Disease devastates the elderly
The clue is, of course, in the name. Age-related macular degeneration (AMD) is an eye disease that affects us as we age. Most people with AMD are in their 80s, but it can affect younger people in their 50s.
AMD affects the retina, the lining covering the back of the eye. The retina contains the macular, an area of tissue that is responsible for central vision. As we age, the cells in the macular are subject to more wear and tear.
This is what causes what Alison McClune, an optometrist and spokeswoman for the Association of Optometrists, describes as a devastating loss of “the detail of your vision”.
“If you have AMD and try to read a book, for example, you’ll be able to see the book, but not the print. Or you could meet someone in the street, but not be able to make out their face.”
AMD has two forms. Dry AMD is caused primarily by wear and tear of the retina, while the wet form of AMD also causes damage to the blood vessels in the retina, making them leakier.
The changeable risk factors for AMD are smoking, high blood pressure, high cholesterol and diet
Wet AMD can be treated with drugs if caught early. But over time the leakiness can lead to scarring and once scar tissue forms, the damage and the effect on your vision is irreversible. At present there is no treatment for dry AMD.
This is why early detection and treatment of wet AMD is crucial. But more important is knowing what puts you at risk and reducing your chances of macular damage, says Winfried Amoaku, associate professor and reader of ophthalmology and visual sciences at the University of Nottingham.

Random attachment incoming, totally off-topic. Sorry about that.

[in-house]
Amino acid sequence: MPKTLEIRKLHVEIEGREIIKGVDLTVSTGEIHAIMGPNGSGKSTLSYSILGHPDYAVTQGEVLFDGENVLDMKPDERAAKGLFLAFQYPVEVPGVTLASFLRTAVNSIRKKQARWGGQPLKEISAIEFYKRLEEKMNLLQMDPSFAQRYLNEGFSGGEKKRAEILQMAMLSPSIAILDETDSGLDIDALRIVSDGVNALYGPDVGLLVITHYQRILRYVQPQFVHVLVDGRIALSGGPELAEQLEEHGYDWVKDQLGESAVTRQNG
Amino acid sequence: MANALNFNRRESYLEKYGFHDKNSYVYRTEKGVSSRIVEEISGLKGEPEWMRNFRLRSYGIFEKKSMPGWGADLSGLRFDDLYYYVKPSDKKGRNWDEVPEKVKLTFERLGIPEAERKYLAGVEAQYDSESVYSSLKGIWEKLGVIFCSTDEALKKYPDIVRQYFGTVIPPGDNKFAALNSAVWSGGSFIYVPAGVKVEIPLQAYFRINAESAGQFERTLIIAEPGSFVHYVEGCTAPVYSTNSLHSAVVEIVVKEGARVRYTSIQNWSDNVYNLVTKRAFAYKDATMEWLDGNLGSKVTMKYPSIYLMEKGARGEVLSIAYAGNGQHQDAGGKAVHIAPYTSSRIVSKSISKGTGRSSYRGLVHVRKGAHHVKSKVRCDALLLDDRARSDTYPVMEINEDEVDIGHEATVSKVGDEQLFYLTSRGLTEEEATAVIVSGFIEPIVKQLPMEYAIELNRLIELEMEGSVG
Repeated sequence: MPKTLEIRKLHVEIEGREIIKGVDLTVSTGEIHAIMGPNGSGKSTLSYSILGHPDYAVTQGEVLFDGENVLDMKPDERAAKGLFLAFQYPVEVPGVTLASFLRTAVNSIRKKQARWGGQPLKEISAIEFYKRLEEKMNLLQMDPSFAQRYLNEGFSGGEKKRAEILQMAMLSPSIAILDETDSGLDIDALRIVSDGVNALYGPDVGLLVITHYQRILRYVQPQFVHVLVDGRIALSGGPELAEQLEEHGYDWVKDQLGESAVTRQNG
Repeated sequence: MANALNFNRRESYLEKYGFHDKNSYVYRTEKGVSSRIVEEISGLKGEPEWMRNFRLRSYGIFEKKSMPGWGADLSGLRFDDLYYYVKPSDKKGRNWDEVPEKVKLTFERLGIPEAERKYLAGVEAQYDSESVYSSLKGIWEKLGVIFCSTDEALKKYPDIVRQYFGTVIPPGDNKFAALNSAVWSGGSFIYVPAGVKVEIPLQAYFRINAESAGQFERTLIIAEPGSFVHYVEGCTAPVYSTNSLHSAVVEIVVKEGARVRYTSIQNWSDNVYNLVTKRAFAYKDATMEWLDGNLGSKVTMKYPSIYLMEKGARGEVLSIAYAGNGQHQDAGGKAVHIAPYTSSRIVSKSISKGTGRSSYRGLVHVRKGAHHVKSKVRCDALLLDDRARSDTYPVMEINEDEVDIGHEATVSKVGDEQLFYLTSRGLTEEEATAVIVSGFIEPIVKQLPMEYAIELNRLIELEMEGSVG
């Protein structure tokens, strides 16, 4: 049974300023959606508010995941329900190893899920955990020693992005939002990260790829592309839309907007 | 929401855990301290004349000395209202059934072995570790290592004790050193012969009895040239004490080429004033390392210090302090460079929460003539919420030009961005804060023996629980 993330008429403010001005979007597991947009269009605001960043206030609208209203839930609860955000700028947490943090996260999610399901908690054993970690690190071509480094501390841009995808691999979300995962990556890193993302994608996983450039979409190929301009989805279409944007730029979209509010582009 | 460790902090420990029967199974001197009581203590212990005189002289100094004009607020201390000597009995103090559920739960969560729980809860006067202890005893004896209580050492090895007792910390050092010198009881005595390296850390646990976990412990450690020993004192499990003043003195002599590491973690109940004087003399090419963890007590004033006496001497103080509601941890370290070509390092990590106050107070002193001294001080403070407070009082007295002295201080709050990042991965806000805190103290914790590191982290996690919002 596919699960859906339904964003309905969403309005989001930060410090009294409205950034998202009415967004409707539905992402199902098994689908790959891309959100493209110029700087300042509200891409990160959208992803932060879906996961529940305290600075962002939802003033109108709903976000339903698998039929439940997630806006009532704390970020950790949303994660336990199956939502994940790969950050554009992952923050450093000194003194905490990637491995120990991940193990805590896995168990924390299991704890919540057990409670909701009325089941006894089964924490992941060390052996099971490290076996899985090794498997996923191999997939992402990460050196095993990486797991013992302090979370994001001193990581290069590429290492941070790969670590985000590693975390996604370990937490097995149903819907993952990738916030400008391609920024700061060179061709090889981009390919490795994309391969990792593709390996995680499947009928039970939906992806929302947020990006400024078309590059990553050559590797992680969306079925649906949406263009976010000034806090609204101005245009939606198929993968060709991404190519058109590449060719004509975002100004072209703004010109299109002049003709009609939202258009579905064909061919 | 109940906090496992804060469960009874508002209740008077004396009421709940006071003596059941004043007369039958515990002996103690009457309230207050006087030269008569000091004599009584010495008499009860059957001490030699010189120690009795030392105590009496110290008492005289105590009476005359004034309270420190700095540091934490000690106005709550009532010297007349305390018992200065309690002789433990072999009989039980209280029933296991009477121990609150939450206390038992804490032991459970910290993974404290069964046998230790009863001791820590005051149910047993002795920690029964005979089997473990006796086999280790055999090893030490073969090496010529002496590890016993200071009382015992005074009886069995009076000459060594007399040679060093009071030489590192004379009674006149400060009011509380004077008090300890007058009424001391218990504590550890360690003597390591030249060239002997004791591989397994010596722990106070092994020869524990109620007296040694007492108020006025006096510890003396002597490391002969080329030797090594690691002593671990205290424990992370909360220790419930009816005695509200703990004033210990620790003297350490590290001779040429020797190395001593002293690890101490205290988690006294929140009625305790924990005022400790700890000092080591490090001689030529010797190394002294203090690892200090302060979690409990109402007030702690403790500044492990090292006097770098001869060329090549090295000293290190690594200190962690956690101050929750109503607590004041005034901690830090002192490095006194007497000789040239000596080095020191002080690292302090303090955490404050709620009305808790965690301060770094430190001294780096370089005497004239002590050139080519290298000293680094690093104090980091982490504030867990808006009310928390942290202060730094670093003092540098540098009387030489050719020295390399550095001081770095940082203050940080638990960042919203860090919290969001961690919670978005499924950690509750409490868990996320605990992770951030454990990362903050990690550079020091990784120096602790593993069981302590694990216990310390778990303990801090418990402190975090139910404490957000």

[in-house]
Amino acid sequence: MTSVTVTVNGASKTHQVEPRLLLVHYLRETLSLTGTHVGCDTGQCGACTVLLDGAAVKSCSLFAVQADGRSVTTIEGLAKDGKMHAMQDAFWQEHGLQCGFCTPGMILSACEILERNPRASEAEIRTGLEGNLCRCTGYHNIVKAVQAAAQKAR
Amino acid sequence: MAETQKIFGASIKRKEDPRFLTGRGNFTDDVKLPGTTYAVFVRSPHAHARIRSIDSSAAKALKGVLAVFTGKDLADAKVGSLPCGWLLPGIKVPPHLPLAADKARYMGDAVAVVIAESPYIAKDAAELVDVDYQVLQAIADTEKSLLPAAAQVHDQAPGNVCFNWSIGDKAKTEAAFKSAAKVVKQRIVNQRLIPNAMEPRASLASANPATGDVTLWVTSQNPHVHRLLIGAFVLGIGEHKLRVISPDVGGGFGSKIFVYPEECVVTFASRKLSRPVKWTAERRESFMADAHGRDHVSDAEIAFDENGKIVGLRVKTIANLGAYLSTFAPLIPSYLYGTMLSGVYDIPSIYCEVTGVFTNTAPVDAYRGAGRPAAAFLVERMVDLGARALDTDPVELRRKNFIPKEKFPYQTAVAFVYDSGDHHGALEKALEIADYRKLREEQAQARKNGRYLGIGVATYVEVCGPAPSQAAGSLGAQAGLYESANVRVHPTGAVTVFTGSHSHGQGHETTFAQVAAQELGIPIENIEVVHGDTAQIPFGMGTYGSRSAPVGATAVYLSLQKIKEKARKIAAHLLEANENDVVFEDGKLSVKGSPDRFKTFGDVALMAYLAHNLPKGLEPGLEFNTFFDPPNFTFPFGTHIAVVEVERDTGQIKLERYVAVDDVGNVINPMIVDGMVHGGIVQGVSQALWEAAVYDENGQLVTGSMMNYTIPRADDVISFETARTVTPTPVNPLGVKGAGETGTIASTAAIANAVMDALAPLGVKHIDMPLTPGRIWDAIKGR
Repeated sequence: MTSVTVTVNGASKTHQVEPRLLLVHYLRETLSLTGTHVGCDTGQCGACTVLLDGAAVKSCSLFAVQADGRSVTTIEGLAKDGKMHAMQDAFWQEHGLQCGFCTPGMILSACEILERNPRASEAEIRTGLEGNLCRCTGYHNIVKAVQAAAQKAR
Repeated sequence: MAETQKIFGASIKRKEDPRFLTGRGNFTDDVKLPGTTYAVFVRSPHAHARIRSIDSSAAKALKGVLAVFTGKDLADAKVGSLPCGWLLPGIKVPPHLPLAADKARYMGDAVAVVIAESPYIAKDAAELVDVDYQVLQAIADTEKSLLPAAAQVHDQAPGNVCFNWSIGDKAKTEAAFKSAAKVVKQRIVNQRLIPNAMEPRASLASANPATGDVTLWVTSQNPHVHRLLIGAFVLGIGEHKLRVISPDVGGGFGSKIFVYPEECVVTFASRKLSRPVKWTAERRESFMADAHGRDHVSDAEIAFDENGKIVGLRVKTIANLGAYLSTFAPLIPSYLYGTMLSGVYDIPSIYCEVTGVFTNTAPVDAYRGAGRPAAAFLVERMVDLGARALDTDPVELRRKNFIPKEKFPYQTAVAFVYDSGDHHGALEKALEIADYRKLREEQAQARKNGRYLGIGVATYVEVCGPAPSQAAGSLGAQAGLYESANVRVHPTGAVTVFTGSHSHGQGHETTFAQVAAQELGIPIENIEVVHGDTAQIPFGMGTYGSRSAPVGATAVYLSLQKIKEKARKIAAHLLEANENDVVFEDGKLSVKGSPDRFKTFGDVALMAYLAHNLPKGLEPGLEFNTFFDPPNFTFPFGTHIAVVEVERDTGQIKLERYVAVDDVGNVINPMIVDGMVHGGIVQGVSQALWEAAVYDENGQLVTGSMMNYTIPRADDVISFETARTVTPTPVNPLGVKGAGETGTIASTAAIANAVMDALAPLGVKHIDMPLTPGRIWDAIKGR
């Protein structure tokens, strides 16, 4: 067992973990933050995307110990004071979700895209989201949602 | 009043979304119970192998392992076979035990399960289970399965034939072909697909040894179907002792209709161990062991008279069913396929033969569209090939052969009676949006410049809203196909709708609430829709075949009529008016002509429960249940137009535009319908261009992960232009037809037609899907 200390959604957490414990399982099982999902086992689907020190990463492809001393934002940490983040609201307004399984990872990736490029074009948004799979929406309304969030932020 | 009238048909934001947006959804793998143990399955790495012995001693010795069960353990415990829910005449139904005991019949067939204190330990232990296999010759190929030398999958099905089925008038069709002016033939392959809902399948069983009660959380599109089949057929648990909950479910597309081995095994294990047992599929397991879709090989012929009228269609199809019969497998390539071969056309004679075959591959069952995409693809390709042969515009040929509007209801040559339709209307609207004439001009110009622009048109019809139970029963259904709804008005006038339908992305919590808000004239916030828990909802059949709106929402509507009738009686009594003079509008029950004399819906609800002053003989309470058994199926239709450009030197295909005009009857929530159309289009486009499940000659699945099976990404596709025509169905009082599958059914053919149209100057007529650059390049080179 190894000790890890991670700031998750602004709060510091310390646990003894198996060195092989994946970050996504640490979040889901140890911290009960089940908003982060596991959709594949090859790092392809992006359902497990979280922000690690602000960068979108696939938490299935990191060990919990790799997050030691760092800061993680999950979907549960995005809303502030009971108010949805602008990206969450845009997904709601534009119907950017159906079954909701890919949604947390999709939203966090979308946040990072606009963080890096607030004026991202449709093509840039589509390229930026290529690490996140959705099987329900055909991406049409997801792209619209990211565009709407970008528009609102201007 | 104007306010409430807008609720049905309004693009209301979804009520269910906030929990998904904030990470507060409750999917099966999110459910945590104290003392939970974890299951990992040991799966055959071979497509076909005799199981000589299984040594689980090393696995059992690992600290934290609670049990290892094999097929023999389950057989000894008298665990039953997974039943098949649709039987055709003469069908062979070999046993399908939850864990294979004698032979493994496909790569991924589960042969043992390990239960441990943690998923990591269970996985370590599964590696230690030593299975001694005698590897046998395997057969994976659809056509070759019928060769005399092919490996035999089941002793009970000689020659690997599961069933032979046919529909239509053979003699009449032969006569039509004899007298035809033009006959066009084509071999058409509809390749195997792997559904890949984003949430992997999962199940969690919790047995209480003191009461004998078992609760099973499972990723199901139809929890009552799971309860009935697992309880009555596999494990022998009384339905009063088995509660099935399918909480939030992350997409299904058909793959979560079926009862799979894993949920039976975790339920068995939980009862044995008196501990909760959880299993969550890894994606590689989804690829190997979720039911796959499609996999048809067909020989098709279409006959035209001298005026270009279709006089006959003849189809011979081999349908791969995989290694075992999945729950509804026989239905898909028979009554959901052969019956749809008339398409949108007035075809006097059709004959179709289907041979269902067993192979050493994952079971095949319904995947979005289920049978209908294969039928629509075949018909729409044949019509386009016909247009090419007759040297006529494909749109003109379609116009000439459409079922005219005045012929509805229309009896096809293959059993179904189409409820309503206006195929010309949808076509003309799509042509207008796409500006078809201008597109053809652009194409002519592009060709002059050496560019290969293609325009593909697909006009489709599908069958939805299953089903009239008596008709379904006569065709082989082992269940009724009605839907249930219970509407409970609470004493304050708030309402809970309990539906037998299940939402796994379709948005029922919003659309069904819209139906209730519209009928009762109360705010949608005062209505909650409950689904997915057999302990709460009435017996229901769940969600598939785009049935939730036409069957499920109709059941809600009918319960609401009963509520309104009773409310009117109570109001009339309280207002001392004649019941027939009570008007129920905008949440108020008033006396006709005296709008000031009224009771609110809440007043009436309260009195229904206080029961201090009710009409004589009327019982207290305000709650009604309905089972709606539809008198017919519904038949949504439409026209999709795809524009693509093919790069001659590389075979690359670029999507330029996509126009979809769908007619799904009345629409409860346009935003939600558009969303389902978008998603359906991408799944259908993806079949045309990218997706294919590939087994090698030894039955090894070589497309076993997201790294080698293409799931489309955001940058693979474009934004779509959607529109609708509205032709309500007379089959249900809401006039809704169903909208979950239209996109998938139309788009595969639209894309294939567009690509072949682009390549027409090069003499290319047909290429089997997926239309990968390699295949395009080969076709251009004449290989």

“Essentially AMD happens because of the interplay between genetics and environmental factors,” he says. “The genetic factors you can’t do much about, but research tells us that other risk factors also play an important role – and those you can change.”
“The changeable risk factors for AMD are smoking, high blood pressure, high cholesterol and diet. It’s important that people know that modifying these risk factors can reduce their risk of AMD and can also slow down vision loss if you catch dry AMD early.”
Studies have found that one person in every five with AMD has high blood pressure, while another one in five will have high cholesterol. Smoking trebles your risk of developing AMD and people who smoke on average develop AMD six years earlier than former smokers, and ten years earlier than people who have never smoked.
The AMD Alliance, International, a global charity promoting AMD Awareness Week later this month, recommends a varied diet with plenty of coloured fruits and vegetables, oily fish, such as salmon, tuna or mackerel, and nuts containing omega-3 fatty acids.
There’s also evidence that being overweight – a corollary of a poor diet – is linked with the development of AMD and faster vision loss. There’s also evidence that people who have a high-fat diet also have a higher risk of AMD.
Mr Amoaku recommends his patients take nutritional supplements containing vitamins A, C and E as well as nutrients lutein and zeaxanthin, which can be bought over the counter. He says: “A good diet is essential and a good start, but you won’t do any harm if you are at risk of AMD by taking these kinds of supplements.”